which are heavily visited by tourists on wildlife
    safaris. Employment for the Maasai living around
    these parks was limited to posing for photographs
    and selling craft souvenirs (Bachmann, 1988)

14
The effect of tourism
  • Profits from safari tourism go mainly to
    foreign-owned travel enterprises, while local
    Maasai communities bordering the Mara Reserve
    continue to lead poverty stricken lives
    (Carrere, 1995).

15
The effect of tourism
  • In Europe, the Balearic Islands have responded
    to tourist pressures by imposing an eco-tax of 1
    Euro per visitor per day, to help rectify the
    serious environmental damage caused by the
    tourist boom of the last three decades, and to
    protect fragile areas that are left (Binns
    Nel, 2002).

16
The effect of tourism
  • Belizenow has a highly competitive tourism
    industry, more interested in marketing a product
    than ensuring that it is environmentally sound,
    or that people are benefiting from it. (Tourism
    Concern, 2002).

17
The effect of tourism
  • Belizethe overall number of local residents
    affected is probably quite low, due to the
    limited number of parks that accept significant
    visitor numbers and the tendency of groups to
    visit on a day-only basis.
  • (Weaver, 1998)

18
The effect of tourism
  • In South Africa, tourism has increased greatly
    since the ANC came into power in 1994.
  • There has been massive expansion in game parks
    (reserves and farms) in SA (Binns Nel, 2002).
  • The coal mining town Utrecht in SA plans to
    create a unique nature-based experience by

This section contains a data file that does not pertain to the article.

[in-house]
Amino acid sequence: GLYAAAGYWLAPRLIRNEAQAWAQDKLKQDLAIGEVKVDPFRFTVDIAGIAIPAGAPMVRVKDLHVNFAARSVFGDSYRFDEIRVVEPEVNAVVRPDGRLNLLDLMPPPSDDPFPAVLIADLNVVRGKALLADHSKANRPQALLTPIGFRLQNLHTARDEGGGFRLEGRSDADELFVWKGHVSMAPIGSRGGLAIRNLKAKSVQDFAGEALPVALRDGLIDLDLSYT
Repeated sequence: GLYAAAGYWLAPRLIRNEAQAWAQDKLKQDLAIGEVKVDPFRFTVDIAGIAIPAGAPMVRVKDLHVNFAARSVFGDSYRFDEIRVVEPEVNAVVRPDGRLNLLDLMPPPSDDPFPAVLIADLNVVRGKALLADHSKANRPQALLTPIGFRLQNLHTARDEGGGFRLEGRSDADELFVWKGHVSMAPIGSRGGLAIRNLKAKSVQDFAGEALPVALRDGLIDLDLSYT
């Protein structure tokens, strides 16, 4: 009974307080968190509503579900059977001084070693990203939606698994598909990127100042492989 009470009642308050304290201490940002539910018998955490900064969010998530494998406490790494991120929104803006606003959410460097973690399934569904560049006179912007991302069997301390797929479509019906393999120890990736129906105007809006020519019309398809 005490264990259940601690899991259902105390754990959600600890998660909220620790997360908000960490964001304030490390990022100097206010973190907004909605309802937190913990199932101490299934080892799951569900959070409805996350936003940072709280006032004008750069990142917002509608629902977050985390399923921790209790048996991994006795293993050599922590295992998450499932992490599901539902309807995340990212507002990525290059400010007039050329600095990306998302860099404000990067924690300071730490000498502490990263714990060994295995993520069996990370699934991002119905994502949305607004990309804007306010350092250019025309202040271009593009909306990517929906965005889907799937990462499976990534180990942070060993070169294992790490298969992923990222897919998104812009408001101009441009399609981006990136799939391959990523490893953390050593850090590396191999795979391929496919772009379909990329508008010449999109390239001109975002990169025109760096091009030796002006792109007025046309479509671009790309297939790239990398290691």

incorporating the town into the game reserve and
    the game farm that surrounds it by pulling the
    fences down

19
The effect of tourism
  • Namaqualand NP in the dry south-western part
    of South Africa has many unique biological
    features e.g. half of its plant species are found
    nowhere else on earth and as such has a global
    significance. Springtime floral display attracts
    thousands of tourists. The problem is (Binns
    Nel, 2002).

20
Krüger National Park
  • Fact sheet
  • 1898 first proclaimed, declared by law in 1926
  • 1927 one of the worlds first eco-tourism
    destinations
  • 1951 scientific work started
  • 1959 fencing work done
  • 1961 new species introduced (ongoing)
  • 1964 first wildlife census
  • Makuleka tribe forcefully displaced in the late
    60s

21
Krüger National Park
  • Size 19.485 (1/8th of the size of Iceland)
  • 1989 there were 700.000 visitors
  • 1995 there were 835.000 visitors
  • 14 rest camps with 4000 beds, and 6 secluded bush
    camps.
  • Typical stay is 3-4 nights
  • Average income per visitor, per day is around 60
    USD
  • 3500 workers

22
Krüger National Park
  • 885 km of tarred roads
  • 1739 km of gravel roads
  • 2000 different forms of plant life
  • 490 species of birds (ca. 9000 in the world)
  • 146 species of mammals
  • 114 species of reptiles
  • 49 types of fish
  • 16 different types of eco-systems

23
Krüger National Park visitor management
  • Buildings blend in with the environment
  • Road signs blend in with the environment
  • Wood for braii is imported from outside
  • Adequate space between accommodation, but is
    still within walking distance of the service area
  • Information center, literature etc. available
  • Security system at gates to check permits and
    capacity control is maintained

24
Krüger National Park visitor management
  • No more than 0.75 vehicles per 1 km of road
  • 1979 guided wilderness trails
  • 1994 night drives
  • Educational bush drives during the day
  • Visitors pay for over 70 of operation costs

25
Krüger National Park current issues
  • 1992 ANC suggested land appropriation that set
    off a large scale lobbying process by the
    National Parks Board
  • Until 1990s, 95 of visitors to the park were
    affluent white South Africans. All managers and
    rangers were white. All this changed in 1994
  • Suggested oil pipeline and road across the park
    from Mocambique
  • River pollution from people outside the park

26
Krüger National Park current issues
  • Water shortage boreholes
  • 1996 demand to further develop revenue-earning
    activities in opposition to conservationists
  • Affirmative action